Pluripotent embryonic stem (ES) cells are characterized by a plastic epigenome conducive to self-renewal and broad differentiation potential. Histones and chromatin proteins in ES cells are subject to relatively rapid turnover [1
]. This dynamic exchange is thought to maintain an accessible and transcriptionally competent state [4
]. During development, this initially permissive chromatin configuration becomes restricted as cells progressively commit to specific lineages.
Pluripotent chromatin is distinguished by characteristic post-translational histone modifications. Bivalent domains that contain 'active' H3 lysine 4 trimethylation (H3K4me3) and 'repressive' H3 lysine 27 trimethylation (H3K27me3) are prevalent in ES cells. Bivalent domains and associated Polycomb repressive complexes 1 and 2 (PRC1 and PRC2) silence developmental loci while maintaining their potential for future activation [2
]. In fact, some of these loci may already be engaged by initiating RNA polymerase II (RNAPII) [6
]. During lineage specification, bivalent domains often resolve into monovalent domains enriched for either modification in accordance with gene expression. Developmental genes that are not expressed within the relevant lineage often retain H3K27me3 domains [7
Replication-independent histone deposition is of particular interest as it is targeted to DNA sequences under active regulation [8
]. Rapid nucleosome turnover is a general feature of promoters and epigenetic regulatory elements in yeast [10
] and in fly [11
]. In flies and mammals, nucleosome-exchange hotspots, including promoters, sites of transcriptional initiation and transcription factor (TF) binding sites, are also enriched for the histone variant H3.3 [12
]. In mammals, H3.3 can coexist with H2A.Z in the same nucleosome, and these double-variant-containing nucleosomes represent the most labile fraction of the accessible active promoters, enhancers and putative insulators [13
]. H2A.Z, an evolutionarily conserved H2A variant, has been implicated in multiple functions. H2A.Z localizes to transcription start sites (TSSs) where it frequently flanks nucleosome-deficient regions [14
]. This variant is also associated with other genomic sites undergoing histone exchange, including intergenic CCCTC-binding factor (CTCF) binding sites in mammals and boundary elements in yeast [8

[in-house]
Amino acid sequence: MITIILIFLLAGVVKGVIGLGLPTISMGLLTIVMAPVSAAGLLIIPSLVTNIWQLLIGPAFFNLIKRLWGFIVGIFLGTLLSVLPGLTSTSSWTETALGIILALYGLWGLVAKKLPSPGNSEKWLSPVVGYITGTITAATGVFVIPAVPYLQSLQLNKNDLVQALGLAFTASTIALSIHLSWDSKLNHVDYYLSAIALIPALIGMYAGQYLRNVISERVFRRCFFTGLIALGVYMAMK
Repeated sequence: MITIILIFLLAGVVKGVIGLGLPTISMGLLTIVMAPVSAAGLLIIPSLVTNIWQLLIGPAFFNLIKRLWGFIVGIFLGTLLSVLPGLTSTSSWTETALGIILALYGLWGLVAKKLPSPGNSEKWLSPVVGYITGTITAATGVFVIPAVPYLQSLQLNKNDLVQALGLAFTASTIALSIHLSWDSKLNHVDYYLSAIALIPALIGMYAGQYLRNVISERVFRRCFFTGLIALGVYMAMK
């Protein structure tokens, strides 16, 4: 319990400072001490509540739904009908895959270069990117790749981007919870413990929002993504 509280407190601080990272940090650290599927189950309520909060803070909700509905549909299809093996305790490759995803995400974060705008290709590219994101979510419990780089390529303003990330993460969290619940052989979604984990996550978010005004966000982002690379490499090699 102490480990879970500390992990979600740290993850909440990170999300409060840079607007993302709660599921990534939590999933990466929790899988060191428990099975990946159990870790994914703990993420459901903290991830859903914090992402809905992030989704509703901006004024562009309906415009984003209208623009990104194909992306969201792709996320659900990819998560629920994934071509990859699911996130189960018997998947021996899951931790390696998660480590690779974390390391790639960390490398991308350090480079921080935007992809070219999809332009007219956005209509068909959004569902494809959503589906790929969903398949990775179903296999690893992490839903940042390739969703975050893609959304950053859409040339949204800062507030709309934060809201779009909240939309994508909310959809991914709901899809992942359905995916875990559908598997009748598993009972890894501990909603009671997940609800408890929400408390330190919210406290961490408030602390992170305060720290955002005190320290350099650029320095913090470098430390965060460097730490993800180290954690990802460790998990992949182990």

]. H2A.Z-containing nucleosomes are unusually susceptible to nuclease digestion and stringent ionic conditions [16
], and it has been speculated that this structural instability is because of amino acid substitutions at the interface between H2A.Z and H3/H4 [18
]. Overall, these findings suggest that H2A.Z indexes genomic regions of specific regulatory functions for rigorous nucleosome disassembly and reassembly. That this variant is also essential for mammalian development reinforces the significance of chromatin dynamics to genome regulation [19
In addition to its pervasive roles at TSSs and active regulatory elements, H2A.Z has also been linked to Polycomb regulation. A microarray-based chromatin immunoprecipitation (ChIP-chip) analysis in ES cells found that H2A.Z associates exclusively with silent promoters bound by PRC2 [21
]. Upon differentiation, H2A.Z was found to relocate to active TSSs. These findings suggested that H2A.Z plays a distinct role in ES cells that is tightly linked to Polycomb repression. However, this study relied primarily on promoter microarrays that are not comprehensive [15
], and antibody reagents that may not account for potential modifications [22
]. Moreover, the findings are not entirely consistent with those of H2A.Z studies carried out in other cell models and in other organisms.
To clarify the distribution and potential functions of H2A.Z in ES cells, we used ChIP coupled with high-throughput sequencing (ChIP-Seq) to query the localization of this variant in mouse and human ES cells, and in lineage-restricted progenitors. We found that H2A.Z is ubiquitously deposited at promoters, putative enhancers and other intergenic regulatory elements marked by H3K4 methylation. H2A.Z is also deposited at K27me3 regions/PRC2 binding sites, but it is restricted to those sites that have coexisting H3K4 methylation, and thus constitute bivalent domains. Notably, we found that bivalent chromatin is enriched for a novel population of H2A.Z simultaneously modified by N-terminal acetylation and C-terminal ubiquitination. We propose that distinct modification states enable H2A.Z to facilitate regulation of bivalent PRC2 targets as well as to act at a diversity of other histone exchanging elements in mammalian genomes.